Junichi Tazawa underwent Tommy John surgery last April and missed the entire 2010 season, but the 24-year-old righty recently told reporters in Japan that he hopes to be ready to pitch by opening day this year.  That might be overly optimistic, but Sox fans should not forget about the highly-touted prospect that rocketed to the big leagues in his first professional season in the US in 2009.


Lenny DiNardo returns to the Red Sox organization for the first time since 2006.  The 31-year-old lefty had bone chips removed from his elbow last year and only pitched in 12 games.  He’s certainly a familiar name to PawSox fans having pitched for Pawtucket from 2004 to 2006.


Brandon Duckworth, who turns 35 on January 23rd, signed with the Red Sox as a minor league free agent in December.  It’s a classic case of, “If you can’t beat ’em, get him to join you.”  Duckworth made two starts for Lehigh Valley against Pawtucket last year and went 2-0 with a 0.00 ERA (12 IP, 7 H, 15 K).


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Adam Mills will look to bounce back from an injury-plagued season after going 4-10 with a 5.47 ERA for Pawtucket.  The 26-year-old righty led Red Sox minor leaguers in wins the previous season with 12.



24-year old Kyle Weiland could be ready for a promotion to Triple-A after striking out 120 batters in 128.1 IP for Portland last year.  The righty was a third round draft pick out of Notre Dame in 2008.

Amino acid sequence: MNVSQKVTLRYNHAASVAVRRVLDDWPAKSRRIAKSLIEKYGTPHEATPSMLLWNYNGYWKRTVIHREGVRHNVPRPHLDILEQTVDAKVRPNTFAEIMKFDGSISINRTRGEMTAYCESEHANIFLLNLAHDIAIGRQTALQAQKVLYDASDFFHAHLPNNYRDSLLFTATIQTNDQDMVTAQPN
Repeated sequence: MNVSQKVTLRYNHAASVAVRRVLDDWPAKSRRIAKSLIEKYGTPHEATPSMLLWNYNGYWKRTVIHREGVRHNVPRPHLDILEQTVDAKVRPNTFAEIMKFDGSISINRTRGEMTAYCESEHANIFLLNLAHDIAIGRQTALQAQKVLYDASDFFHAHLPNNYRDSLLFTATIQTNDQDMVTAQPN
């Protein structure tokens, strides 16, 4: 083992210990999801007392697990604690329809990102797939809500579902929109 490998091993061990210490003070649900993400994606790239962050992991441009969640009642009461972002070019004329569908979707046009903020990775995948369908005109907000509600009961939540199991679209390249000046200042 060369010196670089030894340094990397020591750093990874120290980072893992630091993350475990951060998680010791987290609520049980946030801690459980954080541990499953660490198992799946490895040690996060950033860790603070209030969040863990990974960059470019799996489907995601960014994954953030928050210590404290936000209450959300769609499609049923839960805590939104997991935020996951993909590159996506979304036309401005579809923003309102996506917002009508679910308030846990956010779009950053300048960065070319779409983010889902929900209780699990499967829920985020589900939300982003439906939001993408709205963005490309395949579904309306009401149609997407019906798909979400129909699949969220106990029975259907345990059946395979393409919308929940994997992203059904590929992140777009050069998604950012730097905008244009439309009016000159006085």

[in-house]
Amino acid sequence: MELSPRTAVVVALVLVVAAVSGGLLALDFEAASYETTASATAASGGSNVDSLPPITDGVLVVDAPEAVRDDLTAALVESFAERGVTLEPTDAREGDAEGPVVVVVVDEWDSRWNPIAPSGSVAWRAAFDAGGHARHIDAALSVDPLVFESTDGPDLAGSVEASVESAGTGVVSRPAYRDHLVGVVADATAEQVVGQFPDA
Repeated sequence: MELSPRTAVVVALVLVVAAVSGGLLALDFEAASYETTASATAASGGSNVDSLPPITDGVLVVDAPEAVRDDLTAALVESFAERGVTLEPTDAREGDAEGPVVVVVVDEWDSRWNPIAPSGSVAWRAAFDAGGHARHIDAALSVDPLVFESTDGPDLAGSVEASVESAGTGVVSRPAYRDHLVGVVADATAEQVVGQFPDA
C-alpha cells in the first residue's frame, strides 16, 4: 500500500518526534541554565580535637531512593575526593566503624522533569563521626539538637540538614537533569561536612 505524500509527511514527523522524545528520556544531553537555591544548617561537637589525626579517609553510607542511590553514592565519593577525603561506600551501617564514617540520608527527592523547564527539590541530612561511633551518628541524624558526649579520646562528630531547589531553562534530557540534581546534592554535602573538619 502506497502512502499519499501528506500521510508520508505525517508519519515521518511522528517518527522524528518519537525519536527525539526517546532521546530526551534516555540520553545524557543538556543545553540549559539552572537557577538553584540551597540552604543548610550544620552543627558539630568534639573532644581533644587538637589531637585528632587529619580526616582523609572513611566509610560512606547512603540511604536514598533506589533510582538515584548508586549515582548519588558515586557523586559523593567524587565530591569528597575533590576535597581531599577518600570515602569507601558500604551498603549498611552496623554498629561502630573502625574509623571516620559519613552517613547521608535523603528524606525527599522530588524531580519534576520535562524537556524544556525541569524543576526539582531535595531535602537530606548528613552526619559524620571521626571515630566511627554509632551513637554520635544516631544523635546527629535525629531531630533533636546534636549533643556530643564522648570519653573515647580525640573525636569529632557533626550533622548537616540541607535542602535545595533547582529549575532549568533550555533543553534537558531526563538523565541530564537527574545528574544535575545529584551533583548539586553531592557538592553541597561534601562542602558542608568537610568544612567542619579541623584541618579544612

Possible Relievers:



Michael Bowden got his first taste of relief pitching in 2010 and appears more likely to advance to Boston as a reliever than as a starter.  Bowden has two full seasons of Triple-A experience but is still only 24 years old.  He posted a respectable 4.70 ERA in 14 relief outings for the Red Sox last season.



Robert Coello was one of the best stories in the organization last year as the converted catcher made his major league debut in September.  After a rough major league debut, Coello did not allow a run in his last five outings (5.1 IP).  In the minors last year, Robert had a ******** 130 strikeouts in 107.1 IP.



Jason Rice was one of Portland’s closers last year, posting a 2.85 ERA while leading the staff with 13 saves.  The 24-year-old righty appears ready to advance to Triple-A after being picked for the Eastern League All-Star Game last year.


Jason Bergmann spent parts of six years with the Washington Nationals and was in their starting rotation in 2007 and 2008.  He pitched well as a reliever for Triple-A Syracuse last year, posting a 2.84 ERA with 56 K in 50.2 IP.  Jason had a 2.16 ERA in 7 outings against Pawtucket.


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Rich Hill is another candidate to begin the season in Boston’s bullpen as a situational lefty.  The curveball specialist did not allow a run in six relief outings for the Red Sox last year after going 3-1 with a 3.74 ERA in 19 outings (6 starts) for Pawtucket.